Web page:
It has been rumored that the ban of junk food and soft drinks is soon to be expected on all school campuses nationwide.
The issue that sparked this whole operation was when the Los Angeles Unified School District board voted in August 2002 to ban the sale of soft drinks on its school campuses.
Now it is becoming a nationwide trend.
There were 30 Arizona schools that volunteered to do the test trial of stopping the sale of junk food and soda. Some of these schools were from the Tucson Unified School District, and Stanfield Elementary School District. Results of these tests are expected next January.
Although many schools profit greatly from these purchases, not to mention corporations such as Coca-Cola and Nabisco, they will soon have to find new means of bringing in extra revenue.
According to the LA Daily News, the average amount that most schools make from these sales is close to $4,000 a month.
This money is most often used to fund clubs, after-school projects, sports, and field trips. But is this enough to influence others that we do need these sales to profit our schools?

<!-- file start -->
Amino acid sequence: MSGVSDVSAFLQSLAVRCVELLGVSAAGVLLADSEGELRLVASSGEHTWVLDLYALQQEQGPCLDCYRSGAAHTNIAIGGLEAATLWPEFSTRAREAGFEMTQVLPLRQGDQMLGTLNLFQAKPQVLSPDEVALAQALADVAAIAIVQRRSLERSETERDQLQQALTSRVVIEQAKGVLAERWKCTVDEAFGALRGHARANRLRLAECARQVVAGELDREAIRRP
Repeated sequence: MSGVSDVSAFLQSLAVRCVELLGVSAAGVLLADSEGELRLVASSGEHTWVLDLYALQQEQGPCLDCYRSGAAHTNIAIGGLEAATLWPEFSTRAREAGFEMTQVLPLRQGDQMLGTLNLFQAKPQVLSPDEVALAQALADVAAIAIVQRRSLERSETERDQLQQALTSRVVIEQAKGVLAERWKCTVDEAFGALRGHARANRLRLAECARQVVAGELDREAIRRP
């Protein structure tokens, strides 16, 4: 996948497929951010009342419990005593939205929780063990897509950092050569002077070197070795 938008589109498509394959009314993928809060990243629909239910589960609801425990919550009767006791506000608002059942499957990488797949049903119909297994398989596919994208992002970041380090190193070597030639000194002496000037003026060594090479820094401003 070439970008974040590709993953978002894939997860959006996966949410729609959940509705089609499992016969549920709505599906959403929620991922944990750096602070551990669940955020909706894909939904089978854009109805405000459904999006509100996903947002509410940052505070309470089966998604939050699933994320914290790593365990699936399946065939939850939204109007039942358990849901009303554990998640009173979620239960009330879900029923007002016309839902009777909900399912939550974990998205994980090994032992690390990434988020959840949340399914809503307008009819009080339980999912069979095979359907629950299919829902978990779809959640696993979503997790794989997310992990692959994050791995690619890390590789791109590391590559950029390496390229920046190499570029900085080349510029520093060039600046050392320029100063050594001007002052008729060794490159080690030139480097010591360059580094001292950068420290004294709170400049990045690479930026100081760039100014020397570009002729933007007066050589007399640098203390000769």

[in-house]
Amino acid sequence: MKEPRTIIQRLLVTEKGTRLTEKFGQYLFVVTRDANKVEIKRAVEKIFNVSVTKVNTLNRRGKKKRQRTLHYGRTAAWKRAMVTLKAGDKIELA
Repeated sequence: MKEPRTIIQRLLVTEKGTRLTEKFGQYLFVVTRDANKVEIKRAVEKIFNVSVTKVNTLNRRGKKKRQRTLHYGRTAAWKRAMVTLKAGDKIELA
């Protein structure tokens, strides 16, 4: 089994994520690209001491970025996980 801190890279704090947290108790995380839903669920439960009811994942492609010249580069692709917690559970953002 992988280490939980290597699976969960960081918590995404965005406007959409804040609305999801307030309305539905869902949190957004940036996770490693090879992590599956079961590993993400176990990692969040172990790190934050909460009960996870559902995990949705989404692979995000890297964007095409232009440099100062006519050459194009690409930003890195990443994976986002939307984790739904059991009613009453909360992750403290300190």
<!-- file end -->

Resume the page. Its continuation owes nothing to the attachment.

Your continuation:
Some say that this isn't enough compared to what is happening to the students. This ban is being put into effect because there are about 4.7 million youths, ages 6 to 17, who are overweight or obese.
Is this good enough reason to ban these sales, or is it the children and their guardian's own fault?
Soft drinks will be eliminated and replaced with juice, water and milk during the school day. Things like pretzels and granola bars are replacing the less nutritious junk foods such as candy and chips.
Will Payson Schools follow this trend?
A main problem is that schools are worried about how to replace thousands of dollars they get each year from soft-drink sales and other vending machines.
Sue Myers of Payson High School agrees with the change and said that we all eat too much. Their profit from vending machines is so much they can't give a dollar figure. It would be hard to support clubs and things without them though.
Monica Nitzche of Payson Center For Success says that in a school of 54 students, profit from one vending machine and the candy at break is about $2,000 a year. Money goes to a student account and is voted upon what it is used for.
Who knows, maybe the vending machines in our town could become vending machines filled with juices, and milk, and the candy could turn into more health conscious foods.
Julie Kudlicki is a senior at Payson Center for Success. She is a contributing reporter for the Roundup as part of her class credits.